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A National Risk Assessment (NRA) is an assessment which forms part of the Financial Action Task Force recommendations and is a process whereby countries assess the risk of it being used by criminals to launder money obtained from criminal activity. The Jersey NRA was published on September 30, and not many participants were surprised at the results of the risk ratings assigned to Jersey as a whole or for individual sectors operating within it. Although we summarize the results at a high level in this article, the more fundamental question for Jersey institutions is what the NRA results mean for them.
In summary, although the NRA stresses that the risk heatmap of business sectors in Jersey should not be compared to other jurisdictions, it highlights that the results are similar to that of other international finance centers (IFCs). For example, trust and corporate services providers (TCSPs), the funds and investment management sectors are rated as medium high for money laundering vulnerability, with banking and the legal sector rated as medium risk. Given that Jersey, as well as other IFCs, mainly provide services to clients who are residents elsewhere and that these industries offer products and services that could be used for layering proceeds of crime by criminals, these ratings are not surprising.
A key clue to of the reasons for the overall ratings lies in the NRA’s list of the ten residual risks. Although not all of the risks are summarized in this article, we deal with some of them below, some of the associated actions recommended to address the ten residuals risks and what these may mean for firms in Jersey.
One of the ten risks listed is the law enforcement agencies’ (LEAs) cooperation with jurisdictions where crimes, or “common predicate offices”, occur requires improvement in order for Jersey LEAs to pursue effective money laundering investigations and prosecutions locally. The ability to successfully prosecute for money laundering failures, whether they are in relation to firms failing to have adequate policies and procedures or for pursuing cases of money laundering, is a common area for improvement for many IFCs. Linked to this is also the risk that the quality of intelligence made available to the Financial Intelligence Unit (FIU), together with resource constraints suffered there. This means that it is challenging for Jersey to identify, investigate and prosecute money laundering cases, especially those which present the greatest threat to Jersey, namely cross-border money laundering. Generally speaking, money laundering in IFCs is often a cross-border activity but laws to combat it are locally implemented. This makes it very difficult for one country to combat money laundering cases by itself and collaboration across borders is vital, and the risk listed in regard to the FIU is therefore not wholly unsurprising.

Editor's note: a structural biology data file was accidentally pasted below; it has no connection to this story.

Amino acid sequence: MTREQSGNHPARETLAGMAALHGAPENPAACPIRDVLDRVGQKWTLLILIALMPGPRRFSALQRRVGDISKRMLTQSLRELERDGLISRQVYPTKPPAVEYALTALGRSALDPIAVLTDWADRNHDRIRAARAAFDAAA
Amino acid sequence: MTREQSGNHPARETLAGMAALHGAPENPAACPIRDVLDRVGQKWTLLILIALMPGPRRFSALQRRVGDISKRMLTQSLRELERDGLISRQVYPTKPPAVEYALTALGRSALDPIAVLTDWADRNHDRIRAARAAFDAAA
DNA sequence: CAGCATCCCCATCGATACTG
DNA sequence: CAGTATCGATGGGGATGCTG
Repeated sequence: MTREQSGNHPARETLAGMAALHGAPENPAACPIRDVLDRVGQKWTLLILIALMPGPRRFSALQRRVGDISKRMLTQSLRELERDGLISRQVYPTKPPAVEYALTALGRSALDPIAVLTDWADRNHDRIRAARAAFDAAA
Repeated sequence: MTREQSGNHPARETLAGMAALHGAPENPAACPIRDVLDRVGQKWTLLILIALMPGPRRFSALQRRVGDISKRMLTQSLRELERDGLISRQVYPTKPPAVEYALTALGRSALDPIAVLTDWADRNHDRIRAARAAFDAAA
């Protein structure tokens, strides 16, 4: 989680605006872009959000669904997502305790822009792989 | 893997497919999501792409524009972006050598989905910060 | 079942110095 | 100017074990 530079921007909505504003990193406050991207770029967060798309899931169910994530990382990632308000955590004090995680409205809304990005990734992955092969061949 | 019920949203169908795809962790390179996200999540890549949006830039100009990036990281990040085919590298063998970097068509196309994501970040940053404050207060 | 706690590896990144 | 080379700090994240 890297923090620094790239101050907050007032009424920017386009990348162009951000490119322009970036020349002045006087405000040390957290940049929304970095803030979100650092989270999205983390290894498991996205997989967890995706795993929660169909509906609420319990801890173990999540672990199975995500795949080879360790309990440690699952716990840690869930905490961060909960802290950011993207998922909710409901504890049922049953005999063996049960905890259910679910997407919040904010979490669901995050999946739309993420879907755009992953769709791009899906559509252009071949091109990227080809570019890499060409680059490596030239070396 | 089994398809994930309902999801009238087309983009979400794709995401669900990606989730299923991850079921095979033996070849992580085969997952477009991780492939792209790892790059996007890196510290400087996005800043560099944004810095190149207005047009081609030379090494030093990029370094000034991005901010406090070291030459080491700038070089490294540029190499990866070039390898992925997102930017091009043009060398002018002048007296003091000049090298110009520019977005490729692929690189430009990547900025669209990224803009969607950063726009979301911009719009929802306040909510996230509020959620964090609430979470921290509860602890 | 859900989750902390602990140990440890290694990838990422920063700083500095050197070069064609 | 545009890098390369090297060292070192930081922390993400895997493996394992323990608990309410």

The risks summarized above point to development needs in the way in which authorities operate, and this is as much of a global risk as it is a local one, as recently highlighted by the FinCEN leaks of suspicious activity reports (SARs).